The cause might be a fouled spark plug, bad plug wire or weak ignition coil. Or, it might be a dirty or dead fuel injector. Or, it might be a compression problem due to a burned or bent valve, a leaky head gasket or a rounded cam lobe.
And what do you do when you have a no start/no code condition? The problem might be no ignition, fuel or compression. Or, it might be a bad battery, starter, ignition switch or safety circuit, or anti-theft immobilizer system if the engine won't crank.
Start with the Battery
Many driveability and starting problems that are charging, starting or ignition related may be due to low battery voltage. It's a simple thing to check, yet many technicians overlook the battery as a possible source of trouble. Low battery voltage can also affect fuel delivery by causing the fuel pump to run slower than normal. This, in turn, causes, low fuel pressure and a lean fuel condition. Under some conditions, a low battery may even prevent one or more injectors from opening normally causing lean misfire and/or hard starting.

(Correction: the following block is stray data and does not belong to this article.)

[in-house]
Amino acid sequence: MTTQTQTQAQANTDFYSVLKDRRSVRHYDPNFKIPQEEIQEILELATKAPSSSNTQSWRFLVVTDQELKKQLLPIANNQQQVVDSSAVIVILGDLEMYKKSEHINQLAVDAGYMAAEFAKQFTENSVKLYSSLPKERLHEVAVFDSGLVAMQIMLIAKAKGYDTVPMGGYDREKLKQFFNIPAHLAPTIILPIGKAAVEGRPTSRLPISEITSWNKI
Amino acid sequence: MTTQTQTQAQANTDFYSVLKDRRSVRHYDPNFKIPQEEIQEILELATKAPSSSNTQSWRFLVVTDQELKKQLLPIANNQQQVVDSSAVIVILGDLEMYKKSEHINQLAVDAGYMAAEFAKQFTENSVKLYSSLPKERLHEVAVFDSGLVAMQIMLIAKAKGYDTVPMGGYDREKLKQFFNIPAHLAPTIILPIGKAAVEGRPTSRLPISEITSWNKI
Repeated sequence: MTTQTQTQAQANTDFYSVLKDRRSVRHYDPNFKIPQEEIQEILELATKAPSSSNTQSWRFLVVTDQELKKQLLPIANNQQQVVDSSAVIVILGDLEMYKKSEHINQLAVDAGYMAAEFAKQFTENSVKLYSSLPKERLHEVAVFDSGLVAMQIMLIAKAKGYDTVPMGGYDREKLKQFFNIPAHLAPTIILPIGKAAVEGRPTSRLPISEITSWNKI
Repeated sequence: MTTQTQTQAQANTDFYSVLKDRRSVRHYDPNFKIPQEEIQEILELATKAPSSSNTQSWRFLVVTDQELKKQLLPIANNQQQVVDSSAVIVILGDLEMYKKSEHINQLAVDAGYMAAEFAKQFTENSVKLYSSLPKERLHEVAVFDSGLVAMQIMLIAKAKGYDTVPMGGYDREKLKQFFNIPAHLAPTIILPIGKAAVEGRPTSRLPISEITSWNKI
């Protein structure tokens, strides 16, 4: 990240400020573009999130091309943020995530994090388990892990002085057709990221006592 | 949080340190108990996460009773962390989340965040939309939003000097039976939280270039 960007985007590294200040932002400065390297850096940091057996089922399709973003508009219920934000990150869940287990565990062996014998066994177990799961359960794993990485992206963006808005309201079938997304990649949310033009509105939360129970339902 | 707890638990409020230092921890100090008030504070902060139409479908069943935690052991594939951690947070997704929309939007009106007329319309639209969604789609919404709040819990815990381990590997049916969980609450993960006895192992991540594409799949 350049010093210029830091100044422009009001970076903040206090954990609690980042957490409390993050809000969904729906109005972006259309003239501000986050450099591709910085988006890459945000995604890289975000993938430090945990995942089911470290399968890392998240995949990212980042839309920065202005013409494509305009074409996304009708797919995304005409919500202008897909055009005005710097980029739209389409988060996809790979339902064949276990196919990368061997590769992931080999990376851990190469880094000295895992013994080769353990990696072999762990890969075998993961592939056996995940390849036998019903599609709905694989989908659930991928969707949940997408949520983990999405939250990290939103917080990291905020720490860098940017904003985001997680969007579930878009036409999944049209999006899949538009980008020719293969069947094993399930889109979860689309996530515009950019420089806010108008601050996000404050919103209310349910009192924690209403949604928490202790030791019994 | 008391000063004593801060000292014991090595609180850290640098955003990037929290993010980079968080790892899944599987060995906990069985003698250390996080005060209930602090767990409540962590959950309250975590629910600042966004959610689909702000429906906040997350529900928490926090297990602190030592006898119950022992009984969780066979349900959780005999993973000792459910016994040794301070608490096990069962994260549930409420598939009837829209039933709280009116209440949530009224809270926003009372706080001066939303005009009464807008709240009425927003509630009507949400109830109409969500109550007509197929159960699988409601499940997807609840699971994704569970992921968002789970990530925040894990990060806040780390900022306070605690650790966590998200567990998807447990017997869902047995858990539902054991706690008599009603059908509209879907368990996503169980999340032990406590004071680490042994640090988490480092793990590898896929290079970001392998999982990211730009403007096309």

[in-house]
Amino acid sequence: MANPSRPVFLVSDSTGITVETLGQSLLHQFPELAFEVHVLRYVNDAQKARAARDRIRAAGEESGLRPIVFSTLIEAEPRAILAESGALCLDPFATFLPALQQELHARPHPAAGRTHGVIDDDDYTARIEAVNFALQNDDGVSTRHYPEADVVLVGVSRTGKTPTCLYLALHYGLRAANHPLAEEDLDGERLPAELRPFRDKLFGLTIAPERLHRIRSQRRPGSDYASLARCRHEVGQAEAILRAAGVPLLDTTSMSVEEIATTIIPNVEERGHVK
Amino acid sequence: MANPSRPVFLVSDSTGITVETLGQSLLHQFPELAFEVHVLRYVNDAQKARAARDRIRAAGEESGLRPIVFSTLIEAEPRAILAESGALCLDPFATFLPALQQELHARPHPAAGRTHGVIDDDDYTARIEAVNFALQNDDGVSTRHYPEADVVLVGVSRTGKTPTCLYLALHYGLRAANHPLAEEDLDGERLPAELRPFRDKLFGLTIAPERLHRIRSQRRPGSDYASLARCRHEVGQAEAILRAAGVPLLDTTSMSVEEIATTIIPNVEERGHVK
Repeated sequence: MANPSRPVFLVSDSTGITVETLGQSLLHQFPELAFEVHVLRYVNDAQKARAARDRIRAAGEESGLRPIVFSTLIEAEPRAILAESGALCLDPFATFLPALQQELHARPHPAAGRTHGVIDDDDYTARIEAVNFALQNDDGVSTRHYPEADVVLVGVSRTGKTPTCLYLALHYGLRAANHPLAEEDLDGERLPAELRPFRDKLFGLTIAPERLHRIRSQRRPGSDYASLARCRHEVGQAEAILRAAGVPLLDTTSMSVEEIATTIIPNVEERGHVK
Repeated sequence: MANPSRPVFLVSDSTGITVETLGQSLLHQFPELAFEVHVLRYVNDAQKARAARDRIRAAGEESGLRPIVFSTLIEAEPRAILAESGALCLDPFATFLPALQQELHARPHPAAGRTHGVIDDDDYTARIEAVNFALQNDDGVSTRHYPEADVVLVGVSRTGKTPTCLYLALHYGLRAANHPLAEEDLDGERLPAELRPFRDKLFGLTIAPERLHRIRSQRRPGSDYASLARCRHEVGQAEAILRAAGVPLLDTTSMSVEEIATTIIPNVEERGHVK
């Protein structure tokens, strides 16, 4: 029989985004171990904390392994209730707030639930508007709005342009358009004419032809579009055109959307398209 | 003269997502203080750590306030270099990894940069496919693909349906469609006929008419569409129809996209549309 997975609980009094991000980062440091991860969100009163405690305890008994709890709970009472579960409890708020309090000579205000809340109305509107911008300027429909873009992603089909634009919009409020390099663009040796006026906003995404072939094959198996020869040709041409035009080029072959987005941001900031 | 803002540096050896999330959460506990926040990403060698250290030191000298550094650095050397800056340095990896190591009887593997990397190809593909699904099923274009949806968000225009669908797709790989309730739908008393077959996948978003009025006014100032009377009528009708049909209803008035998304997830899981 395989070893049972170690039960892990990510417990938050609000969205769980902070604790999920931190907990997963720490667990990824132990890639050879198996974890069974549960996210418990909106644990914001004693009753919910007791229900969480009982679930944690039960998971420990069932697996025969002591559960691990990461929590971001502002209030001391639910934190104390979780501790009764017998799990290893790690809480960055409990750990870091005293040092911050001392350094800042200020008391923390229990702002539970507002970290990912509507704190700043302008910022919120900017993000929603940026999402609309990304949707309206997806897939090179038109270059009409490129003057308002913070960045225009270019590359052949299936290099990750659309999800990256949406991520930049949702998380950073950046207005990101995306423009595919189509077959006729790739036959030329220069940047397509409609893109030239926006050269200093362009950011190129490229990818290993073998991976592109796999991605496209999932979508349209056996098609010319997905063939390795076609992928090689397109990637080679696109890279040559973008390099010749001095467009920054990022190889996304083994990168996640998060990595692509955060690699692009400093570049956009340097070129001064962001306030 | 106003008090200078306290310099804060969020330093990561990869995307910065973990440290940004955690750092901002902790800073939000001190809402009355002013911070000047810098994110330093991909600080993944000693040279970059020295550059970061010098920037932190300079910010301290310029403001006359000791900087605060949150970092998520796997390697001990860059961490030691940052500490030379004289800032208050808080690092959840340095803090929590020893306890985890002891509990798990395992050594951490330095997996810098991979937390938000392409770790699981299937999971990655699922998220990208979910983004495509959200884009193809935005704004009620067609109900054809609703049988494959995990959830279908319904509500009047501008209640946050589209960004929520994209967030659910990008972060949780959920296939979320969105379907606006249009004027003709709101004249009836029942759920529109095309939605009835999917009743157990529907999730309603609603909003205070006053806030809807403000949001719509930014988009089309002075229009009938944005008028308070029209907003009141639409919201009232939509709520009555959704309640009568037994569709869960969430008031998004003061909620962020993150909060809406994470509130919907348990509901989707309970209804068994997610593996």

Automotive lead-acid batteries must be kept at or near full charge for optimum performance and longevity. If a battery is run down or becomes fully discharged, undesirable changes start to occur on the lead plates inside the battery. The plates develop a layer of sulfate that resist recharging and reduce the battery's ability to store power. If the battery is chronically rundown or discharged, it shortens battery life significantly.
Average battery life under the best of conditions is only about four or five years in most vehicles, and only about three years in places like Arizona and New Mexico where summer temperatures typically soar into the triple digits. Many motorists who are driving vehicles with batteries that are four, five or six years old may not realize their batteries are failing until their engine fails to start and they are stranded.
Cold weather also puts a two-fold strain on the battery by reducing its power output (up to 50% at 20 degrees F!) and increasing the amps needed to crank a cold engine (up to double the amps at 20 degrees F).
The best way to check battery charge is with a digital voltmeter. A fully charged battery should read 12.65 volts. A reading of 12.45 volts equals about a 75% charge and is good enough for further testing. Anything less means the battery is low and needs to be recharged.
The battery's state of charge doesn't tell the whole story because a fully charged battery may also be a weak or failing battery that can't provide its normal amp output under load.